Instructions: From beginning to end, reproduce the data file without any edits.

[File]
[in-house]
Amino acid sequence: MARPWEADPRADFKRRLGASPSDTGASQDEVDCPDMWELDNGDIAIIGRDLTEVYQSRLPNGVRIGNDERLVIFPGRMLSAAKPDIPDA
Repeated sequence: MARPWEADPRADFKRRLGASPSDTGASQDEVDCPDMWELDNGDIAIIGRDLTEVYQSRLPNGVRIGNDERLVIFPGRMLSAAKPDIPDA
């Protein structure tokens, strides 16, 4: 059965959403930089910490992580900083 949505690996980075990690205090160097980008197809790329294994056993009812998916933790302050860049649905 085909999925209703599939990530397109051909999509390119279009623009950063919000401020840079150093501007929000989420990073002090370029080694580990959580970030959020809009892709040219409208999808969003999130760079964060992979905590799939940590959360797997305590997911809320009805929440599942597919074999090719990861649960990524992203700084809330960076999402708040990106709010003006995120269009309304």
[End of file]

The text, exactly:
[in-house]
Amino acid sequence: MARPWEADPRADFKRRLGASPSDTGASQDEVDCPDMWELDNGDIAIIGRDLTEVYQSRLPNGVRIGNDERLVIFPGRMLSAAKPDIPDA
Repeated sequence: MARPWEADPRADFKRRLGASPSDTGASQDEVDCPDMWELDNGDIAIIGRDLTEVYQSRLPNGVRIGNDERLVIFPGRMLSAAKPDIPDA
């Protein structure tokens, strides 16, 4: 059965959403930089910490992580900083 949505690996980075990690205090160097980008197809790329294994056993009812998916933790302050860049649905 085909999925209703599939990530397109051909999509390119279009623009950063919000401020840079150093501007929000989420990073002090370029080694580990959580970030959020809009892709040219409208999808969003999130760079964060992979905590799939940590959360797997305590997911809320009805929440599942597919074999090719990861649960990524992203700084809330960076999402708040990106709010003006995120269009309304």